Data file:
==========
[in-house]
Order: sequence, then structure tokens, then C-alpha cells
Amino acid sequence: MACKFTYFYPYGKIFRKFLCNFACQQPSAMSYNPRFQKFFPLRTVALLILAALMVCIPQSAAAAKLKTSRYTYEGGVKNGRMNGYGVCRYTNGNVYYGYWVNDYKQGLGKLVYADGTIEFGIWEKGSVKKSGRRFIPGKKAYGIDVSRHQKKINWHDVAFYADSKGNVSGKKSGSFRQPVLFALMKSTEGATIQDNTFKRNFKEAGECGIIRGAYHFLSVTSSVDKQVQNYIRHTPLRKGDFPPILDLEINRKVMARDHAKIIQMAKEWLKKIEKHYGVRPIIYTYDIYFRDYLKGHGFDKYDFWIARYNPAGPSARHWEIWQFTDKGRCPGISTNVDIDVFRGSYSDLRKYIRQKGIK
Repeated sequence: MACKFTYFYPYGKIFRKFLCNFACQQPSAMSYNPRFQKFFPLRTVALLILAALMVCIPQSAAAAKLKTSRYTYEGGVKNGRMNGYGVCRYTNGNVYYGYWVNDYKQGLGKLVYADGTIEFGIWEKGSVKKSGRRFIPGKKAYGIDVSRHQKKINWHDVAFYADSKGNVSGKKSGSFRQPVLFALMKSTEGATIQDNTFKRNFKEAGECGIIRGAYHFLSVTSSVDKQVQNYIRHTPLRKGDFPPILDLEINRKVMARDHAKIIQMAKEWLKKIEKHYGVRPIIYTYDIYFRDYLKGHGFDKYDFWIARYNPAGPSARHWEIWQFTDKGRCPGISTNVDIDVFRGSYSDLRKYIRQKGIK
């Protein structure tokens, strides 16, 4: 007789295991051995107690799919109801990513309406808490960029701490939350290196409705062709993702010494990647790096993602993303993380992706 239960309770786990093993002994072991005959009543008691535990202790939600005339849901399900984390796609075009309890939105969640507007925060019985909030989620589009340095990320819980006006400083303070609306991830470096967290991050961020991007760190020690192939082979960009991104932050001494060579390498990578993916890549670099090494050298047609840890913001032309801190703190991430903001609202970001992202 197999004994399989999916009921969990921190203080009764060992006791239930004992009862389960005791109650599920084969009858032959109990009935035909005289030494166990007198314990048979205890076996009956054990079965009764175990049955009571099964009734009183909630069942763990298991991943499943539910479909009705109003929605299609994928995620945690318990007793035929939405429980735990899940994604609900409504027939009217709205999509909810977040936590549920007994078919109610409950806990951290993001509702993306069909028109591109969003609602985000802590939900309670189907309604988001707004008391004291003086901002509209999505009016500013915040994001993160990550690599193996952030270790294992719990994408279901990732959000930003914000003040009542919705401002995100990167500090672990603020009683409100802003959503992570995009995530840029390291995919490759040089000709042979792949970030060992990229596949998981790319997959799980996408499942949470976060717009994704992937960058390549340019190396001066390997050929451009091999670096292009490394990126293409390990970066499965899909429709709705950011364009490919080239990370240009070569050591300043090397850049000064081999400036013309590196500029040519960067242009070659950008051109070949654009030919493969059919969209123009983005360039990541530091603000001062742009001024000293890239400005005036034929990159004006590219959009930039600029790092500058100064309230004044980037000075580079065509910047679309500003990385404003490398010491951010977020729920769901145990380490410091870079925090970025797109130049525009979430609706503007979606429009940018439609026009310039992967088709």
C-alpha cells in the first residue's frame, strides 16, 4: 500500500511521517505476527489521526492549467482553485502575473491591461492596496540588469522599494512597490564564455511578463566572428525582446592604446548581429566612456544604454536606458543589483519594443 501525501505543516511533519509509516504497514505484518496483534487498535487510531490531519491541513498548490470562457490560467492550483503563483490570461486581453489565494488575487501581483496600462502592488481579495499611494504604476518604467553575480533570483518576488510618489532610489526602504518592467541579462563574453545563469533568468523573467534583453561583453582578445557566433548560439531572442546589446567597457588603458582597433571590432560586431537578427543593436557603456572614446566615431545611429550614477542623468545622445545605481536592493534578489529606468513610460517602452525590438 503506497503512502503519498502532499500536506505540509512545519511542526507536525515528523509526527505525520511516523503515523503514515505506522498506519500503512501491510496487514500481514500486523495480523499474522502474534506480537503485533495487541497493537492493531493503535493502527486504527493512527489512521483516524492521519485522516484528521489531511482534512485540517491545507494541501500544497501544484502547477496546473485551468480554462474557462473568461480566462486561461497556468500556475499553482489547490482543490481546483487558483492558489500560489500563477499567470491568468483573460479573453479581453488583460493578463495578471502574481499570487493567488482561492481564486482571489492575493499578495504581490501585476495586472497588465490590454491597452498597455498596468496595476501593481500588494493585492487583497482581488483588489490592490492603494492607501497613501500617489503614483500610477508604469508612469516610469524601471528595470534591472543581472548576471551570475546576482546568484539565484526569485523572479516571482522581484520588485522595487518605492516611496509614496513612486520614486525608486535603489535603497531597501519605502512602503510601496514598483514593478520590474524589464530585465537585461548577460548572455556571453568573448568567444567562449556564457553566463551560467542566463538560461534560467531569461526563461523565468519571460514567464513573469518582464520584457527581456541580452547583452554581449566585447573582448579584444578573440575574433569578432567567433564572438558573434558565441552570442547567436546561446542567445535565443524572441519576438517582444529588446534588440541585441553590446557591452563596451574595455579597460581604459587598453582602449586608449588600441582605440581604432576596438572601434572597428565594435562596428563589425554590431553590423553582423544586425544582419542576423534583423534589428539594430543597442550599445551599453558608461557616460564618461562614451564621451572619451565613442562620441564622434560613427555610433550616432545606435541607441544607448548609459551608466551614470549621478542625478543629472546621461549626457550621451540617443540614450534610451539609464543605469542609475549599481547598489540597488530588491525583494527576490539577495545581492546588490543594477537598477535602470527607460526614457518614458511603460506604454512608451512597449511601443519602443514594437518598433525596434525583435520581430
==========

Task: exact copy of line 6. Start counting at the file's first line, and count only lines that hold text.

C-alpha cells in the first residue's frame, strides 16, 4: 500500500511521517505476527489521526492549467482553485502575473491591461492596496540588469522599494512597490564564455511578463566572428525582446592604446548581429566612456544604454536606458543589483519594443 501525501505543516511533519509509516504497514505484518496483534487498535487510531490531519491541513498548490470562457490560467492550483503563483490570461486581453489565494488575487501581483496600462502592488481579495499611494504604476518604467553575480533570483518576488510618489532610489526602504518592467541579462563574453545563469533568468523573467534583453561583453582578445557566433548560439531572442546589446567597457588603458582597433571590432560586431537578427543593436557603456572614446566615431545611429550614477542623468545622445545605481536592493534578489529606468513610460517602452525590438 503506497503512502503519498502532499500536506505540509512545519511542526507536525515528523509526527505525520511516523503515523503514515505506522498506519500503512501491510496487514500481514500486523495480523499474522502474534506480537503485533495487541497493537492493531493503535493502527486504527493512527489512521483516524492521519485522516484528521489531511482534512485540517491545507494541501500544497501544484502547477496546473485551468480554462474557462473568461480566462486561461497556468500556475499553482489547490482543490481546483487558483492558489500560489500563477499567470491568468483573460479573453479581453488583460493578463495578471502574481499570487493567488482561492481564486482571489492575493499578495504581490501585476495586472497588465490590454491597452498597455498596468496595476501593481500588494493585492487583497482581488483588489490592490492603494492607501497613501500617489503614483500610477508604469508612469516610469524601471528595470534591472543581472548576471551570475546576482546568484539565484526569485523572479516571482522581484520588485522595487518605492516611496509614496513612486520614486525608486535603489535603497531597501519605502512602503510601496514598483514593478520590474524589464530585465537585461548577460548572455556571453568573448568567444567562449556564457553566463551560467542566463538560461534560467531569461526563461523565468519571460514567464513573469518582464520584457527581456541580452547583452554581449566585447573582448579584444578573440575574433569578432567567433564572438558573434558565441552570442547567436546561446542567445535565443524572441519576438517582444529588446534588440541585441553590446557591452563596451574595455579597460581604459587598453582602449586608449588600441582605440581604432576596438572601434572597428565594435562596428563589425554590431553590423553582423544586425544582419542576423534583423534589428539594430543597442550599445551599453558608461557616460564618461562614451564621451572619451565613442562620441564622434560613427555610433550616432545606435541607441544607448548609459551608466551614470549621478542625478543629472546621461549626457550621451540617443540614450534610451539609464543605469542609475549599481547598489540597488530588491525583494527576490539577495545581492546588490543594477537598477535602470527607460526614457518614458511603460506604454512608451512597449511601443519602443514594437518598433525596434525583435520581430